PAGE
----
After completing four years as a middle school language arts teacher at Immaculate Conception School in Towson, Nicole Smutny is focusing on her own education as a graduate student at Loyola University Maryland in Baltimore.
Smutny is one of approximately 15 graduate students working towards master’s degrees in education (with a focus on literacy education) staffing the Literacy Scholars Program, a one-month summer literacy tutoring opportunity for children in grades 3-12.
More than 50 children registered – free of charge – for daily one-on-one or small group sessions from June 27 to July 27. The weekday hour-long sessions, under the umbrella of Loyola Clinical Centers, are hosted at the Loyola-Notre Dame Library shared by the two universities in North Baltimore.
“Part of our pedagogy at Loyola University Maryland is what’s called cura personalis – teaching to the whole person,” said Kristina Collins, the literacy division director for Loyola Clinical Centers, of the Ignatian spirituality that the university was founded upon. “Part of that is meeting someone where they are and then getting them to where they need to be.”
In individual and small group (3-5 students) sessions, tutoring includes word study, phonics skills, writing and reading comprehension.
“It’s just for one hour (each day) for four weeks, but it’s definitely impactful because of the quality of the instruction that they’re getting,” Collins said.
One of the goals of the seven-year-old program is to use materials that interest the individual child, so that they can have fun while learning.
“We do recognize it is summer,” said Collins, who is in her first year with the Clinical Centers after seven as an educator at Archbishop Borders School in Highlandtown, one of four Partners in Excellence K-8s in the Archdiocese of Baltimore. “We find what they’re interested in and we use that as a springboard, to help them gain the skills that they need support in and continue to reinforce the skills that they’re strong in.”
Collins said materials range from nonfiction and fiction books to poetry and song lyrics.
“Whatever grabs that child’s attention is what we will use,” she said.
When Smutny met the student she would tutor one-on-one, she learned that the rising eighth-grader liked to read about other’s experiences. For nonfiction, Smutny picked out biographies for the girl, but she also knew the perfect fiction book: “The House on Mango Street” by Sandra Cisneros, comprised of vignettes told by the protagonist – a Latina girl in her early teens.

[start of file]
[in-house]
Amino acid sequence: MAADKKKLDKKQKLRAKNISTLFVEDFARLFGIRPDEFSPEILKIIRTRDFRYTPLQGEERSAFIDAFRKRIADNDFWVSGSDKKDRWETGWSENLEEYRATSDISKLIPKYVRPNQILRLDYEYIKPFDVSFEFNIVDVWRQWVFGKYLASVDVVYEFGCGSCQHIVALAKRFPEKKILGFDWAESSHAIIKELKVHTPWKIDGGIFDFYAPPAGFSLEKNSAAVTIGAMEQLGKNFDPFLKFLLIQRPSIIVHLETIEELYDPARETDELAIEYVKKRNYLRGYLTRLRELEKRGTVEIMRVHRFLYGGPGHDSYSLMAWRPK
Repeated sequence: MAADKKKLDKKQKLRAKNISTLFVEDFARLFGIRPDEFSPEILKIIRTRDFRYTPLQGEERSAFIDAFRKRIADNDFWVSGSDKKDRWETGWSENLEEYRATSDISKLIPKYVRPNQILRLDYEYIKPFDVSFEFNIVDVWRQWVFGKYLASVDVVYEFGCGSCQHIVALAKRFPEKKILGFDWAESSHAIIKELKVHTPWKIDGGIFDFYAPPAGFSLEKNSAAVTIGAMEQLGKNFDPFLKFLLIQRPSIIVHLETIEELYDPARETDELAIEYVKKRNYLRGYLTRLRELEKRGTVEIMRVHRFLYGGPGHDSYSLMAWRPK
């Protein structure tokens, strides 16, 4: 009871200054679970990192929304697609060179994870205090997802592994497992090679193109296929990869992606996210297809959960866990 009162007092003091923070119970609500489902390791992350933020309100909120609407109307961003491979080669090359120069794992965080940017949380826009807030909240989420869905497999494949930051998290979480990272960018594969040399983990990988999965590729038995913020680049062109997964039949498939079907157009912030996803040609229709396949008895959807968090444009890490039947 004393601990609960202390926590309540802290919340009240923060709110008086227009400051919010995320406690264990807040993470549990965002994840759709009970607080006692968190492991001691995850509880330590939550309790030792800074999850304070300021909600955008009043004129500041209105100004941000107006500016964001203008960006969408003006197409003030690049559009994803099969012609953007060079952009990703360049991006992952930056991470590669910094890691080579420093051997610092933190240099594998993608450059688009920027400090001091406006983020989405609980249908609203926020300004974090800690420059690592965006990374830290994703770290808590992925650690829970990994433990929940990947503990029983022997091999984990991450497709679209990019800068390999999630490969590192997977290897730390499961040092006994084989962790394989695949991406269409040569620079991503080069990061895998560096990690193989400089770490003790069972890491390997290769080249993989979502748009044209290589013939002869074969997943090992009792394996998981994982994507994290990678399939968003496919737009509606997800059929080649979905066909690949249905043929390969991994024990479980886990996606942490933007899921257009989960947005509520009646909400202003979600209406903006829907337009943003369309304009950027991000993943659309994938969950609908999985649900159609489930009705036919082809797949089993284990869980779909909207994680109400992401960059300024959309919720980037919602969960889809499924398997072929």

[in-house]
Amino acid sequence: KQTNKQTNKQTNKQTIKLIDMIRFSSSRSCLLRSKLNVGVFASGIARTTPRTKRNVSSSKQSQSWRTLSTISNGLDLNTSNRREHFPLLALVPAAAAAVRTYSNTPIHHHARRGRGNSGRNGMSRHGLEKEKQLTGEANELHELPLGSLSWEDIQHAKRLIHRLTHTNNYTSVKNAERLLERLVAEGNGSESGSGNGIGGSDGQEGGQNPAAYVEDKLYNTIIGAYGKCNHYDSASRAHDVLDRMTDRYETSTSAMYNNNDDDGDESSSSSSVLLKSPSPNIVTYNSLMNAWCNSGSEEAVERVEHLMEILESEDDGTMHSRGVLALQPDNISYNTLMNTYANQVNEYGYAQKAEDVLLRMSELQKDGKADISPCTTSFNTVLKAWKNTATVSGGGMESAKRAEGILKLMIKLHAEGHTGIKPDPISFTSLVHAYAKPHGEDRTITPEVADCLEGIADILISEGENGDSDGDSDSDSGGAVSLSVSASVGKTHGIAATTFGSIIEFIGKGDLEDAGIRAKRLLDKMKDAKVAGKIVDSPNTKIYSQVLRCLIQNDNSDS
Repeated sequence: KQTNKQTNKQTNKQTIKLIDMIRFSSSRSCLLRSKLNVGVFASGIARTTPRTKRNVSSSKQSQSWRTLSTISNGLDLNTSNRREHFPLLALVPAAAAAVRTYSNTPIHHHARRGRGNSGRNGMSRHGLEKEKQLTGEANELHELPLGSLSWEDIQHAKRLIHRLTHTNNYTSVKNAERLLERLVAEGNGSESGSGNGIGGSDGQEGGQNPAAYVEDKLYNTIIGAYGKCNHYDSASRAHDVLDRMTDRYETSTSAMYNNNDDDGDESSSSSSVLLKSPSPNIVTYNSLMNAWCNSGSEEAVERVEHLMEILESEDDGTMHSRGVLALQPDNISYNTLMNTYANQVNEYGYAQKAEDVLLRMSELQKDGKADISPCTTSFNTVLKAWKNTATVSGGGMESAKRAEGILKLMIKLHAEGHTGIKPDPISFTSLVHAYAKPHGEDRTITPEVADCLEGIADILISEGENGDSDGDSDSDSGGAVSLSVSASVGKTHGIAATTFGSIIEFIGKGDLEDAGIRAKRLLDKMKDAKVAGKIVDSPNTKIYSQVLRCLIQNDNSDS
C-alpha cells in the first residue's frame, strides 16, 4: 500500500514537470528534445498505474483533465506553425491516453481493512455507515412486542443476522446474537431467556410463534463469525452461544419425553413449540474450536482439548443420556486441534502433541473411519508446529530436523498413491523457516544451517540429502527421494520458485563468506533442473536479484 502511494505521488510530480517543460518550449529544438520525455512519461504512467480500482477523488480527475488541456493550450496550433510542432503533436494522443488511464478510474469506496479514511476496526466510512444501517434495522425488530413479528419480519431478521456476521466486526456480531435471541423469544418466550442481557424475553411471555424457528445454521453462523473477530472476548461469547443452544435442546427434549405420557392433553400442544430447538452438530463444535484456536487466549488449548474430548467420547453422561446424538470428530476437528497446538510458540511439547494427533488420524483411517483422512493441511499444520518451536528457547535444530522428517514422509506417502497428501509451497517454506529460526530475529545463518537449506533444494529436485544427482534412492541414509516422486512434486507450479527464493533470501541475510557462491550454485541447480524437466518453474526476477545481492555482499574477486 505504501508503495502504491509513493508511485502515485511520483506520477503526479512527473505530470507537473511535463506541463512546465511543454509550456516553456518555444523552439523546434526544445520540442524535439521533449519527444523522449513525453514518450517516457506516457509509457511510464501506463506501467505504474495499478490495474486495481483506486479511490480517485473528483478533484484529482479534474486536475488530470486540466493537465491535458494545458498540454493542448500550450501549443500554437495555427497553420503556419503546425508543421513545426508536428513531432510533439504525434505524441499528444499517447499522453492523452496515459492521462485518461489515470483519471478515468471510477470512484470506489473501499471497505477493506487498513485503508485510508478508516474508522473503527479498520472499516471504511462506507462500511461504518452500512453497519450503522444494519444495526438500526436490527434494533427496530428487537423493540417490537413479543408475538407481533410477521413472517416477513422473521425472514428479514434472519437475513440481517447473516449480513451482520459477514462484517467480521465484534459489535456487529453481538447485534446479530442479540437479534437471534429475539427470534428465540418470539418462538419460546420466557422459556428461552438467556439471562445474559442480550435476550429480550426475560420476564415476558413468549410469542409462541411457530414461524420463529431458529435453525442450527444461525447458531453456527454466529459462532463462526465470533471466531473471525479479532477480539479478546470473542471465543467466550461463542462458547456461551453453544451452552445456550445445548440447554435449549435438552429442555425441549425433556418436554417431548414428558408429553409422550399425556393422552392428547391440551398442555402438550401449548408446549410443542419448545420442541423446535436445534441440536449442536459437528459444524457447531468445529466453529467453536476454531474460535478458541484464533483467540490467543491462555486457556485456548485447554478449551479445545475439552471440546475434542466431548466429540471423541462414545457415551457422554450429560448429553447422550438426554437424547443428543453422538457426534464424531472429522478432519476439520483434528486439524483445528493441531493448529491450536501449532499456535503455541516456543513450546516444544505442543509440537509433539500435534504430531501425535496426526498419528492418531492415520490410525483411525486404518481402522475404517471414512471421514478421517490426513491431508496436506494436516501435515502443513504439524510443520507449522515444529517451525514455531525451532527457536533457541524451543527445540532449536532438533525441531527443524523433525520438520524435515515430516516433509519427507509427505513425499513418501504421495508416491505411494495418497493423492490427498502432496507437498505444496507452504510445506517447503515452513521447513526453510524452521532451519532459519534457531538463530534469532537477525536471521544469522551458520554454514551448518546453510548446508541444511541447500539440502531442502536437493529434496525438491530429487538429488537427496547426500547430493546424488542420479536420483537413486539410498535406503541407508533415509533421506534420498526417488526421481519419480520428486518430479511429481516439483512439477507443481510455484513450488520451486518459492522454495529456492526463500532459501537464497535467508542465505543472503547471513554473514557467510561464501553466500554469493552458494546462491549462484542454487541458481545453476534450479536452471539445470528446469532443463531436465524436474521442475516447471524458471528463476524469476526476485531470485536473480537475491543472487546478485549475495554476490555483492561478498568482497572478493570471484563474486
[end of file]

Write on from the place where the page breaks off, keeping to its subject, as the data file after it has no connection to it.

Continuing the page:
Their work did not end with reading the book. By week three, Smutny was helping the student write her own series of vignettes.
“Writing is a huge part of literacy, and it is often an overlooked part of literacy,” Smutny said.
The majority of graduate students in Loyola’s program are teachers. The Literacy Scholars Program, where graduate students take what they have learned in the classroom and apply it to a real-world situation, is a culmination.
“Here they get a chance to apply it, but they also get a chance to work with students who need the skills, need the knowledge that (the graduate students) have,” Collins said. “And we’re also offering it free of charge to families, so it’s also a matter of giving back.”
The skills and strategies used by the graduate students are based on research and evidence, Collins said, and come from their coursework. The practices, she added, will transfer to their daily work in schools.
“They come (to the schools) with not just the book knowledge, but they come with the actual experiential piece that they can apply to future lessons,” Collins said.
Smutny mentioned the program’s mentors, who have been instrumental in aiding the graduate students on how to best provide for the children.
One such mentor is Sedrick Smith, a 2014 graduate of the master’s program who returned to serve as the morning supervisor of the clinic where he “pays it forward” to current students.
“There’s only so much you can learn in the classroom,” Smith said. “Loyola does a really good job of applying real-world opportunities.”
Smutny said the skills she is honing will benefit her students and her Immaculate Conception colleagues alike.
“It helps me support the other people on my team in the language arts department,” Smutny said. “It’s intense, but it’s totally worth it.
“We’re still learning too.”
Email Emily Rosenthal at erosenthal@CatholicReview.org